comment on this item if there are members of the public that wish to speak on this item. i will close public comment. i will continue this until the next meeting of the public safety and neighborhood services meeting. >> clerk: and just to clarify, mr. president, that will mean it will be continued to april 18. >> chair mandelman: thank you. mr. clerk, call the next item. [agenda item read].
>> chair mandelman: great. supervisor stefani? >> supervisor stefani: thank you, chair mandelman. i want to start this hearing by telling you the genesis of why i called for this hearing. last year, i was on chestnut street in my district with my son, who at the time was 13 years old, and we saw an individual in distress. he was walking down the street with no pants, and looking drew garbage cans for food, and acting in a way that made me think that this person was in need for our help. so what i did was i called the non-emergency police number, and i waited. and they came out, and they made contact with this individual who complied.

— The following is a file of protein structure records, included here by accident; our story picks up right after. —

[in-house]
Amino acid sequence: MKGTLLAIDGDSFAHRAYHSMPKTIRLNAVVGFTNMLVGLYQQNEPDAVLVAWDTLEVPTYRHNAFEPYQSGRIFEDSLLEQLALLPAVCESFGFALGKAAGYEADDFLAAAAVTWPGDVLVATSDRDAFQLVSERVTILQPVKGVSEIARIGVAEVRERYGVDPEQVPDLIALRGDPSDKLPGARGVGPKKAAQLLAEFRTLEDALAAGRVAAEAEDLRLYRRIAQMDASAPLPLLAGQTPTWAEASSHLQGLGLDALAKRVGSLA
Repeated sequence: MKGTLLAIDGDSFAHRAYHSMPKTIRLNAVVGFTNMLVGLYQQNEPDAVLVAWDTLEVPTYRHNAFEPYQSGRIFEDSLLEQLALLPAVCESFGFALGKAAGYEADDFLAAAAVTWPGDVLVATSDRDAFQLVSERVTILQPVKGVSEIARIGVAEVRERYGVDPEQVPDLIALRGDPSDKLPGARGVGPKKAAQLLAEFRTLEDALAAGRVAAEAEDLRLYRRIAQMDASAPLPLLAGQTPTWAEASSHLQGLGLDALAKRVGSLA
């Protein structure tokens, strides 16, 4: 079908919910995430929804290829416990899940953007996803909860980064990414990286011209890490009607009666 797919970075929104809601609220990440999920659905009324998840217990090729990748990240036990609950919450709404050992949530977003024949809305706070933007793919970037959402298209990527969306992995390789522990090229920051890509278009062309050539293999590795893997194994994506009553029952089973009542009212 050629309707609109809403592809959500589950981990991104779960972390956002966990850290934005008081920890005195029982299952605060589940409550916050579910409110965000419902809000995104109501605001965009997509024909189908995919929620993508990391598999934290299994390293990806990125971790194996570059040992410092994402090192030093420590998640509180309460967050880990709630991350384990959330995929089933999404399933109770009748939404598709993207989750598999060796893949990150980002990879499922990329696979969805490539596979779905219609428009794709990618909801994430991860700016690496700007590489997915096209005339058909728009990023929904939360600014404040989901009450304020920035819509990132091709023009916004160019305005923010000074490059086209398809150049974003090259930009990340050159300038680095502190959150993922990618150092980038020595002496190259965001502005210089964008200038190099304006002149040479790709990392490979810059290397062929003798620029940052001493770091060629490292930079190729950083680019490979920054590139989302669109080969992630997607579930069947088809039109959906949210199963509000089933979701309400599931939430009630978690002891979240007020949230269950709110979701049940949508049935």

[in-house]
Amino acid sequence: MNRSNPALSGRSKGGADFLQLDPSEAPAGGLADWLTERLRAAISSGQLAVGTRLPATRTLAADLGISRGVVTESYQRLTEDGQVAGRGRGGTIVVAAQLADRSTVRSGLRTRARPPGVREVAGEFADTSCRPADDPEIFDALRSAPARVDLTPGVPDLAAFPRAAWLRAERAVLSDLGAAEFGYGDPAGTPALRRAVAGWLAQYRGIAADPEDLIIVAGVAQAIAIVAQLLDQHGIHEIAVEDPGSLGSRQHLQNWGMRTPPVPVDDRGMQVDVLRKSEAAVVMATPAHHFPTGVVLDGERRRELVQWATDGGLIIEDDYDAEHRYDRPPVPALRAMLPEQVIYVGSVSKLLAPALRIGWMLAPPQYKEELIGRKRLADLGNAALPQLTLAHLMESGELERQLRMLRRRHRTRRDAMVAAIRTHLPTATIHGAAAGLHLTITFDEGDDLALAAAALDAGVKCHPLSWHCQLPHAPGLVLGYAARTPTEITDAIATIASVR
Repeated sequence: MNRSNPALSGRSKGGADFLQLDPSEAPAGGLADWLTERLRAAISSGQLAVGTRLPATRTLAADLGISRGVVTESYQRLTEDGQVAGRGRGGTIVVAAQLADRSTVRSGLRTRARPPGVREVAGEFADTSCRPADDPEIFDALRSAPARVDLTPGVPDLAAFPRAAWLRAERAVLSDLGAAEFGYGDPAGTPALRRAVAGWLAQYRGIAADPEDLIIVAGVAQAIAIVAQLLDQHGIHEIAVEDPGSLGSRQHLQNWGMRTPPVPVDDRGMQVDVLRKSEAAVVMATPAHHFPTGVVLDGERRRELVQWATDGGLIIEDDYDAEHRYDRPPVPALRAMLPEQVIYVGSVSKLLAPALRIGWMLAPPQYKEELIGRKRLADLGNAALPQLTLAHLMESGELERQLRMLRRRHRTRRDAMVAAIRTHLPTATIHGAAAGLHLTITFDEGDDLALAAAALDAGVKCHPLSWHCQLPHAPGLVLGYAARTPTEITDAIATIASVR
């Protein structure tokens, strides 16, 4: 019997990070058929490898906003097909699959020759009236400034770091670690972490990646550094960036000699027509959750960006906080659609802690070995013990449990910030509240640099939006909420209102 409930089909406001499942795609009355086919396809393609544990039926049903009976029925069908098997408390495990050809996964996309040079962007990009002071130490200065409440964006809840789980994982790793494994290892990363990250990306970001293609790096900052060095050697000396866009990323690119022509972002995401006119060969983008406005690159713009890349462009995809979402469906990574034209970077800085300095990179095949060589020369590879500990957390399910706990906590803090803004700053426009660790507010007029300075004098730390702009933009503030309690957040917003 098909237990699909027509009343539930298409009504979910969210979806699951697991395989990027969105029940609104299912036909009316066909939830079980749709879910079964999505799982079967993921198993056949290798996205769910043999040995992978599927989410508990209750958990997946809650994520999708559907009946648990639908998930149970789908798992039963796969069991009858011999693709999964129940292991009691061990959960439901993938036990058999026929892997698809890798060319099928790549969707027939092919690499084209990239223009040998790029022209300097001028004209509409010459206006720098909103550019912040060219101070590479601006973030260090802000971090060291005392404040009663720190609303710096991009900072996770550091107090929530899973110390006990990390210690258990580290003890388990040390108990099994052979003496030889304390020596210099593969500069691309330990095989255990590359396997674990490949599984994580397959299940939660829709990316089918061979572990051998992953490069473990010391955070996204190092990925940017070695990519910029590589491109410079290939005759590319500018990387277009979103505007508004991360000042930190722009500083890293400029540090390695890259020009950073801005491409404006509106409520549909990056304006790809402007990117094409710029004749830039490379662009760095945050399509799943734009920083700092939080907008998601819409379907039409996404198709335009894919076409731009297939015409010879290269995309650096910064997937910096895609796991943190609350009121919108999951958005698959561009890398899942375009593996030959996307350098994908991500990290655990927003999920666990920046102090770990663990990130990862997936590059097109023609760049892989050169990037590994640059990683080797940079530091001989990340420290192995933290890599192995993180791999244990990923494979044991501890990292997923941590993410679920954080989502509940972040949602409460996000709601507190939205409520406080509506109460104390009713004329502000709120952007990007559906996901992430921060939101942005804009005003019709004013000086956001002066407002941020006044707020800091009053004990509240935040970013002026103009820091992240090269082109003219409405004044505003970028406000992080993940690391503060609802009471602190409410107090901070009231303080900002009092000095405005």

and as the police were deciding what to do, they came up to me, and they said well, you know, you called it in. do you -- do you want to make a citizen's arrest for indecent exposure or something like that? i said absolutely not. this person does not need to go to jail. that's exactly what we do not need to happen. so after a series of questions, the police determined that i believe this person was a danger to himself. i don't know if to others at this point, but they ended up taking him to the hospital, to sf general on a 5150 hold. at that point, i don't know what happened because of hipaa laws, and you lose track of what's going on at that point. but the next day, i saw this individual on chestnut street with his hospital bracelet on almost in the same condition. so that, for me, what that said, i think when this person was taken to the hospital in